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Debate has been going on for a long time to establish whether phenomenology (individualised consciousness) is a method or a philosophy. As a result, we have two schools of thought one believing that individualised consciousness is a philosophy, and the other believing that it is a method.
Nevertheless, the idea of individualised consciousness being a philosophy appears weightier than when classified as a method. Different definitions by different philosophers have given individualised consciousness different meanings. The paper examines the meaning of individualised consciousness as proposed by Husserl Edmund.
Husserl and individualised consciousness
According to Husserl Edmund, individualised consciousness is the scientific study of fundamental compositions of pure consciousness, a discipline of essential being. Thus, from this definition, Husserl assures that if we can identify those compositions, then we are sure of assurance-something that philosophy has constantly hunted.
In essence, Husserl wants us to understand that the sphere of pure consciousness is by far distinctive from that of real experience. This means that individualised consciousness is a theory that deals with pure experiences and not necessarily facts. Consequently, according to Husserl, there is a great dissimilarity between essential being and actual existence (Woodruff 1).
There is also a concept of phenomenological reduction, which according to Husserl is a method of delineating the fundamental quintessence of a psychological phenomenon. Thus, an individual exercising his pure consciousness must dangle empirical subjectivity in order to describe its indispensability and unreservedness.
Under phenomenological reduction, an individual ought to exhibit empirical intuitions based on personal ability and not philosophical inquest. An individual should also refrain from making judgements on empirical intuitions. Husserl also asserts that by suspending inquest (bracketed judgement) an individual will be in a position to place facts in their rightful place, that is, under essential being.
According to Husserl, it is important to note that realities or facts form the basis of empirical intuition. On the other hand, Husserl asserts that essences act as the basics of essential intuition. The two types of intuitions, that is, empirical intuition and essential intuition, are vital in explaining the meaning of individualised consciousness.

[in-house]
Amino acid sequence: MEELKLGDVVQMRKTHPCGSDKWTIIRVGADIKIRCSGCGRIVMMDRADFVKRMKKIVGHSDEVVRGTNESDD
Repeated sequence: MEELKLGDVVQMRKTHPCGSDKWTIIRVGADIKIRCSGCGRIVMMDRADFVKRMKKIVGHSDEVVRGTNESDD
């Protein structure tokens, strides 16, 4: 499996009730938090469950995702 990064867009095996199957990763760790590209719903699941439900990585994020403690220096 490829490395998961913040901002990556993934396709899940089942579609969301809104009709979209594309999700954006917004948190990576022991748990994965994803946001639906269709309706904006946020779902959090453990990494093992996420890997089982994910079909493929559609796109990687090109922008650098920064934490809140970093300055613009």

However, according to Husserl, empirical intuition can sometimes initiate essential intuition but there is a limit for such a case. If such a case occurs, then the resultant essential intuition is either insufficient or sufficient of lucidity and clarity. Husserl goes further to explain that individual consciousness is premeditated since it involves a reference towards an entity.
However, it is also important to note that consciousness involves and occurs in two phases, intentional and accidental. Nonetheless, the concept of intentionality is the one responsible for individual consciousness together with its intent significance (Woodruff 1).
Husserl does not leave it here either. He goes ahead to explain that the phrase “I think” exhibits the attitude of pure ego. Pure ego is a significant thing in explaining the meaning of individualised consciousness.
At least, according to Husserl, pure ego carries out the proceedings of consciousness. Husserl further explains that pure ego projects towards a certain destination transcendentally or immanently. Under immanently fixed proceeds of consciousness, the individual’s ego revolves around the objects that are within the precincts of the matching ego.
On the other hand, transcendentally fixed proceeds of consciousness appear opposite of immanently fixed consciousness. As for the transcendentally acts, an individuals’ consciousness revolves around object of consciousness completely falling outside the ego.
Explicitly, the two differences also give “being” two different meanings, first, as an experience, and secondly, as a thing. In general, immanent objects show logicality, while transcendent objects lack of logicality (Husserl 132-133).
In conclusion, according to Husserl, individual consciousness is the descriptive analysis of a person as conscious being able to exercise empirical intuitions based on personal ability and not philosophical inquest.
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Husserl, Edmund. Ideas: General Introduction to Pure Phenomenology. Translated by W. R. Boyce Gibson. London: George Allen & Unwin Ltd. 1931. Print.
Woodruff, David. Phenomenology. 2008. Web. <https://plato.stanford.edu/entries/phenomenology/>